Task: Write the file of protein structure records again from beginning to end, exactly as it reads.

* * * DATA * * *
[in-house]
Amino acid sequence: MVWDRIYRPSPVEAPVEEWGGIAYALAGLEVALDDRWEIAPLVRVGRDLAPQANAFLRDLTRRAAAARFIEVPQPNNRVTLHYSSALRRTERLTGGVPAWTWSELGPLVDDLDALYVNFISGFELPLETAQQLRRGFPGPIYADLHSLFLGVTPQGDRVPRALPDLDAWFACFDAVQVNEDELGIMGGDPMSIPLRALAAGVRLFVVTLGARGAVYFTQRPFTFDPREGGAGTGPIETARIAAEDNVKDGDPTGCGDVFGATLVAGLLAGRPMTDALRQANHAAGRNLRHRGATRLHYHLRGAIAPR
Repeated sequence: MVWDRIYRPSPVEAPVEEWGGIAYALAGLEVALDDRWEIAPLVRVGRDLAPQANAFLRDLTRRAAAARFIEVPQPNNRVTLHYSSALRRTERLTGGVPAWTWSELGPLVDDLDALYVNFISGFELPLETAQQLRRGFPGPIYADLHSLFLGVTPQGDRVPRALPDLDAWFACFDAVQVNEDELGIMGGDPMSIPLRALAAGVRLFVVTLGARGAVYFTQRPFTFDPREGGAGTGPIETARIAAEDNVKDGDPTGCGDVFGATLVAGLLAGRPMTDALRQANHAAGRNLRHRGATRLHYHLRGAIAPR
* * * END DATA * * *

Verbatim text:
[in-house]
Amino acid sequence: MVWDRIYRPSPVEAPVEEWGGIAYALAGLEVALDDRWEIAPLVRVGRDLAPQANAFLRDLTRRAAAARFIEVPQPNNRVTLHYSSALRRTERLTGGVPAWTWSELGPLVDDLDALYVNFISGFELPLETAQQLRRGFPGPIYADLHSLFLGVTPQGDRVPRALPDLDAWFACFDAVQVNEDELGIMGGDPMSIPLRALAAGVRLFVVTLGARGAVYFTQRPFTFDPREGGAGTGPIETARIAAEDNVKDGDPTGCGDVFGATLVAGLLAGRPMTDALRQANHAAGRNLRHRGATRLHYHLRGAIAPR
Repeated sequence: MVWDRIYRPSPVEAPVEEWGGIAYALAGLEVALDDRWEIAPLVRVGRDLAPQANAFLRDLTRRAAAARFIEVPQPNNRVTLHYSSALRRTERLTGGVPAWTWSELGPLVDDLDALYVNFISGFELPLETAQQLRRGFPGPIYADLHSLFLGVTPQGDRVPRALPDLDAWFACFDAVQVNEDELGIMGGDPMSIPLRALAAGVRLFVVTLGARGAVYFTQRPFTFDPREGGAGTGPIETARIAAEDNVKDGDPTGCGDVFGATLVAGLLAGRPMTDALRQANHAAGRNLRHRGATRLHYHLRGAIAPR